• Day One keynoter Dr. Kevin J. Tracy enthralls Health Tech ’15 attendees with updates on bioelectronic medicine

  • MAY 19, 2015 | ECONOMIC DEVELOPMENT, HEALTHCARE REFORM

  • The potential of successfully treating diabetes, hypertension, cancer and other diseases bioelectronically looms large.

  • Dr. Kevin J. Tracey is on a mission. He wants to build a Center for Bioelectronic Medicine that he believes – and after seeing his PowerPoint and listening to his case histories, it is hard to refute – that bioelectronic medicine will lead to the successful treatment of rheumatoid arthritis, diabetes, cancer, lupus, and other diseases that currently require large regimens of drugs.


    Tracey, who is the president and CEO of Feinstein Institute of Medical Research; a professor of neurosurgery and molecular medicine at Hofstra North Shore –LIJ School of Medicine, and senior vice president of research at North Shore-LIJ Health System -- was the keynote speaker at Day One of the WCA’s Health Tech ’15. He managed to hold 300+ people on the edge of their seats for close to an hour, enthralling one and all by some of his discoveries, research, and clinical trials in a field that is gaining serious attention worldwide.

    What exactly is bioelectornic medicine? It is a way of using the body’s own control mechanisms to treat inflammation and disease. By implanting an electrical device that stimulates the vagus nerve and prevents production of TNF (a type of cell that triggers the immune reaction), patients suffering from rheumatoid arthritis experience remarkable relief from pain. So much so, that those who might not have been able to lift a pencil because of devastating pain, could have their lives turned around. They can resume working, participating in sports, and doing the everyday things that they could not do prior to this therapy, and despite the drugs they were taking.

    “When we saw how molecules in the brain [when stimulated by the device] transmit electrical signals that could change the behavior of other cells, we knew we invented a new way of thinking about treatment,” said Tracey. “One of the most important reflexes is our body’s response to injury or infection,” and that is controlled by the brain. “The brain takes care of things you never think about, like blood pressure, diabetes, heart rate, reflexes...If nerves transmit electrical signals [that cause molecules to act in a different way] you don’t need a drug.”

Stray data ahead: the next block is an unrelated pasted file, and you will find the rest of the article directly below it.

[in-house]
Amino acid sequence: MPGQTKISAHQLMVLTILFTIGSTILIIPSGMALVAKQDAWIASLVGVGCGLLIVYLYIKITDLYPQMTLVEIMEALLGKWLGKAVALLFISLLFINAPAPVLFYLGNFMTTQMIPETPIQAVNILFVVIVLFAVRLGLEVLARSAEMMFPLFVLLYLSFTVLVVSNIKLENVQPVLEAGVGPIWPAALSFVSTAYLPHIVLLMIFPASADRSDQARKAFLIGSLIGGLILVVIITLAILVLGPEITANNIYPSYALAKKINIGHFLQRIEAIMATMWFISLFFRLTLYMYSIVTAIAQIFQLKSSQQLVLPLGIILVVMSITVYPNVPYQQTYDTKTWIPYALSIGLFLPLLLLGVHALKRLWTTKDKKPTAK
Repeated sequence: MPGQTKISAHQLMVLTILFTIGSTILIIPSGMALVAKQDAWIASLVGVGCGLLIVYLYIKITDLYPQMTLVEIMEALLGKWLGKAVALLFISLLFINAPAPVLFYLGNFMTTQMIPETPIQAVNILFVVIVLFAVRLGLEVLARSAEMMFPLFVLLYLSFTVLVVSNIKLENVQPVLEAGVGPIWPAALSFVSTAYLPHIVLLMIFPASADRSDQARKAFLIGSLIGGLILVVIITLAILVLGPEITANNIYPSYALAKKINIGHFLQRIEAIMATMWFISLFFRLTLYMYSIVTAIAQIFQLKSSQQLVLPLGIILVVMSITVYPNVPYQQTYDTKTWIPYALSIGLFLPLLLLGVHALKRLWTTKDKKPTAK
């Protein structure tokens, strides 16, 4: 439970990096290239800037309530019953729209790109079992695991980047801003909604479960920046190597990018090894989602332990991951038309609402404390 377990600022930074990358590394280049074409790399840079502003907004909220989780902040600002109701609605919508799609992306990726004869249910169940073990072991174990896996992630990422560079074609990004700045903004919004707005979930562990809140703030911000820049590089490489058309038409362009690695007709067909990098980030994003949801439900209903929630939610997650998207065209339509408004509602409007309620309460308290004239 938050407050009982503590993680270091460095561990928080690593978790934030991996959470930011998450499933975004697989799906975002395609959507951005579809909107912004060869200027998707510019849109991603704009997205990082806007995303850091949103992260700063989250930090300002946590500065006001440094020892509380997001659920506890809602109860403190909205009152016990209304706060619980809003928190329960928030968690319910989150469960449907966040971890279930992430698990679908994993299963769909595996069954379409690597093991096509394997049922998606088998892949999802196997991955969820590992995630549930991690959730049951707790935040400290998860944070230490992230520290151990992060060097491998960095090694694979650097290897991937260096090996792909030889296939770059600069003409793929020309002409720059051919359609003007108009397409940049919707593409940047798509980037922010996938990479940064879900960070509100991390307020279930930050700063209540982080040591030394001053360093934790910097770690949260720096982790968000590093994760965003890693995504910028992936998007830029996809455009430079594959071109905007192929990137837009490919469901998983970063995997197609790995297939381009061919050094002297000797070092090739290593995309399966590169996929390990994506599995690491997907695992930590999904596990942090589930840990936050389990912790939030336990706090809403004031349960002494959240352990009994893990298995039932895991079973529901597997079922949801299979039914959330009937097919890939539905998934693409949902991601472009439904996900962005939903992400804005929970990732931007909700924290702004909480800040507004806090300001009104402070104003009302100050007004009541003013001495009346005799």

By way of example, he told the story of treating a man in Bosnia by implanting a tiny electrical device in his neck, in the vagus nerve. “We programmed it to target TNF nerve (a small subset of nerves). Prior to that, the man complained that he couldn’t play with his kids, couldn’t even pick up a paddle to play ping pong. After the implant, he responded well. Three years later he is back to driving a truck, playing tennis and playing with his kids.” A new man! So, imagine how this therapy could be used to treat diseases other than rheumatoid arthritis.
    What’s in the way? According to Tracey, the regulatory climate and cost.

    For example, “It takes $600 million to $1 billion to test drugs successfully [which is necessary because] from developing drugs, we understand the process of disease...” The advantage of this type of research is that it can be limited to one tissue over a short period of time, and he said it doesn’t cause the side effects that drugs do. “The hope and promise is to convert information about electronic impulses and the release of specific molecules.”

    Dr. Tracey said he is looking to raise $350 million to build his new Center, and that he figures he’ll need a quarter of a million square feet of space. Considering that Westchester is a hub of health tech and biotech, and that we have over 5 million square feet of vacant commercial space, perhaps we could entice him to set up shop here? “It would certainly be better for my commute,” he chuckled.


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